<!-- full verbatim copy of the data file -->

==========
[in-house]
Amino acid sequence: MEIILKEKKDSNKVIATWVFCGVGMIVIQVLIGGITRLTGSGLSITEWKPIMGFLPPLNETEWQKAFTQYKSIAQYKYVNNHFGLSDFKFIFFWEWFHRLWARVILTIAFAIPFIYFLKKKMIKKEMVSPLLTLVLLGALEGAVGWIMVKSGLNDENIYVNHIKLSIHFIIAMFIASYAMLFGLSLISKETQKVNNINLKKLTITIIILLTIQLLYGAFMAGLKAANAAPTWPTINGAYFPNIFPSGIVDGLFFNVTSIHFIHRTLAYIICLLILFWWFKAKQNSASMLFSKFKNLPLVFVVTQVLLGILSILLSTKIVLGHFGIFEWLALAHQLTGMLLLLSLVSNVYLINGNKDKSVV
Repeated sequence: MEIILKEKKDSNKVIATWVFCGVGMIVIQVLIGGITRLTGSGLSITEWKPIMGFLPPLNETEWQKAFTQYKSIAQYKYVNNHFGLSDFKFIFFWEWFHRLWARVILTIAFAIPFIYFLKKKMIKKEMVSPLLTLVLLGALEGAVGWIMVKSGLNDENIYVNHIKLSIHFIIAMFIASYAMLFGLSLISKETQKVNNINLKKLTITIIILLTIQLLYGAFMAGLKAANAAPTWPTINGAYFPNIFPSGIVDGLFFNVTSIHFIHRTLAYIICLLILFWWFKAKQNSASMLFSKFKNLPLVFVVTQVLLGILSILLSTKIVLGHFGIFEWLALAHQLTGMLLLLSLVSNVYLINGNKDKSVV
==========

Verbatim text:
[in-house]
Amino acid sequence: MEIILKEKKDSNKVIATWVFCGVGMIVIQVLIGGITRLTGSGLSITEWKPIMGFLPPLNETEWQKAFTQYKSIAQYKYVNNHFGLSDFKFIFFWEWFHRLWARVILTIAFAIPFIYFLKKKMIKKEMVSPLLTLVLLGALEGAVGWIMVKSGLNDENIYVNHIKLSIHFIIAMFIASYAMLFGLSLISKETQKVNNINLKKLTITIIILLTIQLLYGAFMAGLKAANAAPTWPTINGAYFPNIFPSGIVDGLFFNVTSIHFIHRTLAYIICLLILFWWFKAKQNSASMLFSKFKNLPLVFVVTQVLLGILSILLSTKIVLGHFGIFEWLALAHQLTGMLLLLSLVSNVYLINGNKDKSVV
Repeated sequence: MEIILKEKKDSNKVIATWVFCGVGMIVIQVLIGGITRLTGSGLSITEWKPIMGFLPPLNETEWQKAFTQYKSIAQYKYVNNHFGLSDFKFIFFWEWFHRLWARVILTIAFAIPFIYFLKKKMIKKEMVSPLLTLVLLGALEGAVGWIMVKSGLNDENIYVNHIKLSIHFIIAMFIASYAMLFGLSLISKETQKVNNINLKKLTITIIILLTIQLLYGAFMAGLKAANAAPTWPTINGAYFPNIFPSGIVDGLFFNVTSIHFIHRTLAYIICLLILFWWFKAKQNSASMLFSKFKNLPLVFVVTQVLLGILSILLSTKIVLGHFGIFEWLALAHQLTGMLLLLSLVSNVYLINGNKDKSVV